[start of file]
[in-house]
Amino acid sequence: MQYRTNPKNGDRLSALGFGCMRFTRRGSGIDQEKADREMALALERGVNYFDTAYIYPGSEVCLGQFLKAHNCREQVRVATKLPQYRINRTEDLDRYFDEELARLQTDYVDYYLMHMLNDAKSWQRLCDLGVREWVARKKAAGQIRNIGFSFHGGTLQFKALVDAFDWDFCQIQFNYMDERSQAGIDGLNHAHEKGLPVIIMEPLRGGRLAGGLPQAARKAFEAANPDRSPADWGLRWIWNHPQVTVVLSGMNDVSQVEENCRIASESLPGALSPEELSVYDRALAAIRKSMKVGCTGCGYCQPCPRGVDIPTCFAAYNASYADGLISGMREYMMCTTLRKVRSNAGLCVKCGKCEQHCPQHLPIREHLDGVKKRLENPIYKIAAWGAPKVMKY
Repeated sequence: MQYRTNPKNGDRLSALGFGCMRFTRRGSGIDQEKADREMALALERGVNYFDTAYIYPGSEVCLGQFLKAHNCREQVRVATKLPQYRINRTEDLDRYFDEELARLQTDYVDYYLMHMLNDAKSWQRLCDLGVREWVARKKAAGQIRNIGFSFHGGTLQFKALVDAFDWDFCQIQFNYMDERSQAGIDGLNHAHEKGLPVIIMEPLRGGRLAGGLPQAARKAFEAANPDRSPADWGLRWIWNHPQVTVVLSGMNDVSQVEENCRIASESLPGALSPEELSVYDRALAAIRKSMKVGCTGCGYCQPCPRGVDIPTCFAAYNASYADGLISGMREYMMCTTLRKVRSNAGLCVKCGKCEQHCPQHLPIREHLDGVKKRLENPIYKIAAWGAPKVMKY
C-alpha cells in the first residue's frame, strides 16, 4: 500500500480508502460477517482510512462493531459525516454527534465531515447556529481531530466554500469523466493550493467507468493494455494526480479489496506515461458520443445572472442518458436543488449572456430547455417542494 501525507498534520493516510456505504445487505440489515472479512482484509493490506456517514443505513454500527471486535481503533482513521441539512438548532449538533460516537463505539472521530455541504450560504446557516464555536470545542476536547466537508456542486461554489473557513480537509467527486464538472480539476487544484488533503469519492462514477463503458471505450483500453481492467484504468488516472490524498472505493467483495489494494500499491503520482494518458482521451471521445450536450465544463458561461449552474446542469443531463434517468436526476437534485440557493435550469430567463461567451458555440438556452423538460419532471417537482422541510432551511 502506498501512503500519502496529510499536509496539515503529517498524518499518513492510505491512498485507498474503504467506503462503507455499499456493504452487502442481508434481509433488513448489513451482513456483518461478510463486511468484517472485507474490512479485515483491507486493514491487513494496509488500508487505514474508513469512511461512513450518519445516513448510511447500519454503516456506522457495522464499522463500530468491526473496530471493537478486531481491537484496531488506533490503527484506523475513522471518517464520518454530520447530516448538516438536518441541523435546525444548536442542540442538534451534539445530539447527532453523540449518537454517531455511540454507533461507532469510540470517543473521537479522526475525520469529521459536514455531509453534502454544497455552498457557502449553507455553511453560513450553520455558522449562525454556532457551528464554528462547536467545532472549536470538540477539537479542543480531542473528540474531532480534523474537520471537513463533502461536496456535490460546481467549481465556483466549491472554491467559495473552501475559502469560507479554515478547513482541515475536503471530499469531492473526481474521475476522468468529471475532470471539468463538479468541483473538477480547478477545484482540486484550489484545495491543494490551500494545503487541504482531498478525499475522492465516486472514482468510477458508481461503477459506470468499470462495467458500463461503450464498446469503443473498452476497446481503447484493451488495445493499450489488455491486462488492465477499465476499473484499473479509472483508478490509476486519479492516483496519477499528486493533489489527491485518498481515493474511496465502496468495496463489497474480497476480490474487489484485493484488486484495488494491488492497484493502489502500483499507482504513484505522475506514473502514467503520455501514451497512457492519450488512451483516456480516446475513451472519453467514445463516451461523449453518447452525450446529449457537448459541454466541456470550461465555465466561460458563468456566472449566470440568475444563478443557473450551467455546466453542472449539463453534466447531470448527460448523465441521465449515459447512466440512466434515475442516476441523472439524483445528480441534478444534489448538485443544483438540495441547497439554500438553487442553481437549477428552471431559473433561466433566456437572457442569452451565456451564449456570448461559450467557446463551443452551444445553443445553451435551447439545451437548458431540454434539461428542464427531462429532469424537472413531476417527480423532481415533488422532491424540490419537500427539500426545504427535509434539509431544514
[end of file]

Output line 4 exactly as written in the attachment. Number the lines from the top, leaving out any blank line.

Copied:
C-alpha cells in the first residue's frame, strides 16, 4: 500500500480508502460477517482510512462493531459525516454527534465531515447556529481531530466554500469523466493550493467507468493494455494526480479489496506515461458520443445572472442518458436543488449572456430547455417542494 501525507498534520493516510456505504445487505440489515472479512482484509493490506456517514443505513454500527471486535481503533482513521441539512438548532449538533460516537463505539472521530455541504450560504446557516464555536470545542476536547466537508456542486461554489473557513480537509467527486464538472480539476487544484488533503469519492462514477463503458471505450483500453481492467484504468488516472490524498472505493467483495489494494500499491503520482494518458482521451471521445450536450465544463458561461449552474446542469443531463434517468436526476437534485440557493435550469430567463461567451458555440438556452423538460419532471417537482422541510432551511 502506498501512503500519502496529510499536509496539515503529517498524518499518513492510505491512498485507498474503504467506503462503507455499499456493504452487502442481508434481509433488513448489513451482513456483518461478510463486511468484517472485507474490512479485515483491507486493514491487513494496509488500508487505514474508513469512511461512513450518519445516513448510511447500519454503516456506522457495522464499522463500530468491526473496530471493537478486531481491537484496531488506533490503527484506523475513522471518517464520518454530520447530516448538516438536518441541523435546525444548536442542540442538534451534539445530539447527532453523540449518537454517531455511540454507533461507532469510540470517543473521537479522526475525520469529521459536514455531509453534502454544497455552498457557502449553507455553511453560513450553520455558522449562525454556532457551528464554528462547536467545532472549536470538540477539537479542543480531542473528540474531532480534523474537520471537513463533502461536496456535490460546481467549481465556483466549491472554491467559495473552501475559502469560507479554515478547513482541515475536503471530499469531492473526481474521475476522468468529471475532470471539468463538479468541483473538477480547478477545484482540486484550489484545495491543494490551500494545503487541504482531498478525499475522492465516486472514482468510477458508481461503477459506470468499470462495467458500463461503450464498446469503443473498452476497446481503447484493451488495445493499450489488455491486462488492465477499465476499473484499473479509472483508478490509476486519479492516483496519477499528486493533489489527491485518498481515493474511496465502496468495496463489497474480497476480490474487489484485493484488486484495488494491488492497484493502489502500483499507482504513484505522475506514473502514467503520455501514451497512457492519450488512451483516456480516446475513451472519453467514445463516451461523449453518447452525450446529449457537448459541454466541456470550461465555465466561460458563468456566472449566470440568475444563478443557473450551467455546466453542472449539463453534466447531470448527460448523465441521465449515459447512466440512466434515475442516476441523472439524483445528480441534478444534489448538485443544483438540495441547497439554500438553487442553481437549477428552471431559473433561466433566456437572457442569452451565456451564449456570448461559450467557446463551443452551444445553443445553451435551447439545451437548458431540454434539461428542464427531462429532469424537472413531476417527480423532481415533488422532491424540490419537500427539500426545504427535509434539509431544514